To file under why Labour recovered/Lib Dems lost
ThoughCowardsFlinch – Sheer class, people cheering Gordon Brown. Solidarity
The Times: Liberal policies, including ‘amnesty’; failure of Lib Dem activists to congregate Rennard-style in lower hanging fruit; Cornish county council;
Alex commenting here: “The difference in Lib Dem vote (high 20s down to 23%) was mostly due to a gain in those voting “Other” (i.e. not the main three parties). Perhaps those who were voting “anti-establishment” decided that the Lib Dems weren’t anti- enough or something?”
To file under ‘We’re not Greece’
The Economist: “Greek politics still includes a Communist Party that is rigorously Stalinist (it damns Khrushchev as a liberal backslider) and commands some 8% of the vote”
File under ‘Cross Tories shouting at Cameron and trying to drive him right’
Heffer. Cameron is not a conservative, and should maybe try to be PM of England.
The Observer: Cameron faces Tory Party Anger
The Observer again: Hague memo exposing massive Conservative-LibDem gaps on European policy. Deliberate leak?
Under “Personality differences matter”
The Telegraph: Brown shouting at Clegg. “It was claimed Mr Brown’s approach was to begin “a diatribe” and “a rant” and the source said the Labour leader was “threatening in his approach to Nick Clegg”.”
Under Good election to Win
Hamish McRae: we are heading for strong growth(could also be under ‘we are not Greece’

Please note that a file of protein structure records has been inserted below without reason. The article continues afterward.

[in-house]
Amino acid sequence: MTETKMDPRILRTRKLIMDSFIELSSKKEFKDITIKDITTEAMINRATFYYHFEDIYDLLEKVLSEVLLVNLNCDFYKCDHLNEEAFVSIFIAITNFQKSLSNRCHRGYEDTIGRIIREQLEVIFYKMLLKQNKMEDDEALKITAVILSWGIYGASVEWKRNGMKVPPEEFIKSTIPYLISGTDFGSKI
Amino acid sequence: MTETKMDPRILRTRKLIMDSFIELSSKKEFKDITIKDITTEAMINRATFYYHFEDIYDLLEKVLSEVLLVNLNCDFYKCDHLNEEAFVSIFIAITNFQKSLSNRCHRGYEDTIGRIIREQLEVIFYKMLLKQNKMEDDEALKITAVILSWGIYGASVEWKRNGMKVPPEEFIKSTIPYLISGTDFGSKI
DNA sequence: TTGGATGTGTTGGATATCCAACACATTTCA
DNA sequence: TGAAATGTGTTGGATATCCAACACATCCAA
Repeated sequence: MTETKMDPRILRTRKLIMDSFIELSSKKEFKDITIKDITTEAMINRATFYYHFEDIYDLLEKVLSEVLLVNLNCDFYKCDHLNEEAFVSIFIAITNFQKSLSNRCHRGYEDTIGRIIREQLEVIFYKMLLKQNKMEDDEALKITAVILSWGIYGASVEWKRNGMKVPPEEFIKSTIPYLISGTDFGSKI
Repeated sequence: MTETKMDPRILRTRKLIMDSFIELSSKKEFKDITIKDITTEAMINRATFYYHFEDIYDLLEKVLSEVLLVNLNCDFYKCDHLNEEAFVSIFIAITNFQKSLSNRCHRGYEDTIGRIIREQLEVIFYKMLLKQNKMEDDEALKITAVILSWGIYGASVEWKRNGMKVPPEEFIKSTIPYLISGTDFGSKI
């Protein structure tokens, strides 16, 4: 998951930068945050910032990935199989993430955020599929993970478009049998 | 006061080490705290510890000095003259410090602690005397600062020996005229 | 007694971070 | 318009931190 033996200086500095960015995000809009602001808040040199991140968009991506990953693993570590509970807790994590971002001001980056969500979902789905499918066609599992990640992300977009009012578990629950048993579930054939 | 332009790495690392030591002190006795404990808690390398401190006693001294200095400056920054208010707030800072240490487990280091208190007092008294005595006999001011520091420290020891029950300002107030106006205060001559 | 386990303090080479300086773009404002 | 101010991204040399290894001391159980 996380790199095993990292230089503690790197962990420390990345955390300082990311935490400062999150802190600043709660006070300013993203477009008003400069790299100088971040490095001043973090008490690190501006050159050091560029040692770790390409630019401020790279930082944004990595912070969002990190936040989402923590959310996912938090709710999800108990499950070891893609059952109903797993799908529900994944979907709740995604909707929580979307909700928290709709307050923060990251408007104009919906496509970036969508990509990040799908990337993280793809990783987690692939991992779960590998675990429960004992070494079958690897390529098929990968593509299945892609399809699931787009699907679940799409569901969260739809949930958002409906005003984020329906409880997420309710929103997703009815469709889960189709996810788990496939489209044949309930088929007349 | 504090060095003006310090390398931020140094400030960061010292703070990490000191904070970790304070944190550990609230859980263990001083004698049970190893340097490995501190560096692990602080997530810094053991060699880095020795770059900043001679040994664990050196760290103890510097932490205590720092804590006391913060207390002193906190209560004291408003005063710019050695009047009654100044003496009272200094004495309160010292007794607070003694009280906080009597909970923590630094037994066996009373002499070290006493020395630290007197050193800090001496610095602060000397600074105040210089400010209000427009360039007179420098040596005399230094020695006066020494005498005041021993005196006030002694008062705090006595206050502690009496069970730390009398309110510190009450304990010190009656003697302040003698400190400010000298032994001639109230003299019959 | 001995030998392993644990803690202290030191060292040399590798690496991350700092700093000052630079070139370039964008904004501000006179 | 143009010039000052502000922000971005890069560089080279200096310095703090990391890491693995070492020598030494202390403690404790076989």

David Smith: this need not be a poisoned chalice. Our floating exchange rate will make rebalancing much easier than in Europe
Under Left wing thinkers still hoping for a Rainbow something
Observer editorial: A lib lab pact, if Brown stands aside. Tories have no right to pre-suppose that Greece shows that a Right Wing government is needed – in fact, quite the opposite. There is nothing unconstitutional about Clegg dealing with Labour.
Will Hutton: Only Lib-Lab can deliver banking reform, electoral reform, and appropriately timed fiscal cuts.
Whereas Andrew Rawnsley is involved in commentary, not advocacy (like your author), and is keenly aware of the snares in Conservative offers:
Cameron very publicly dangles the opportunity to shoulder the burdens of power. One of his motives for offering cabinet seats is to try to turn this into a pitiless test of whether the Lib Dems are willing to step up to the plate in what the Tory leader calls “the national interest thing”. The two parties do have overlapping policies on education, the environment, ID cards and tax. They can probably paper over their disagreements over Trident, immigration and even Europe. They could split the difference on the timing of spending cuts. The two leaders get on well enough at a personal level. They certainly like each other more than either does Gordon Brown.
Could file under ‘personality differences matter’?
What do I conclude from this? Maybe LibLab is a few % points more credible, policy-wise, than I appreciated with my ‘tied to a half dead shark’ analogy. Still don’t understand why Labour are so scared of being in opposition for so long. Loss of discipline in the wilderness? GB himself becoming a major factor. Solidity of Labour’s activist/class base also, for longer term calculations.
Now I need to prepare a chicken for the mother-in-law*
*insert own jokes about pagan sacrifices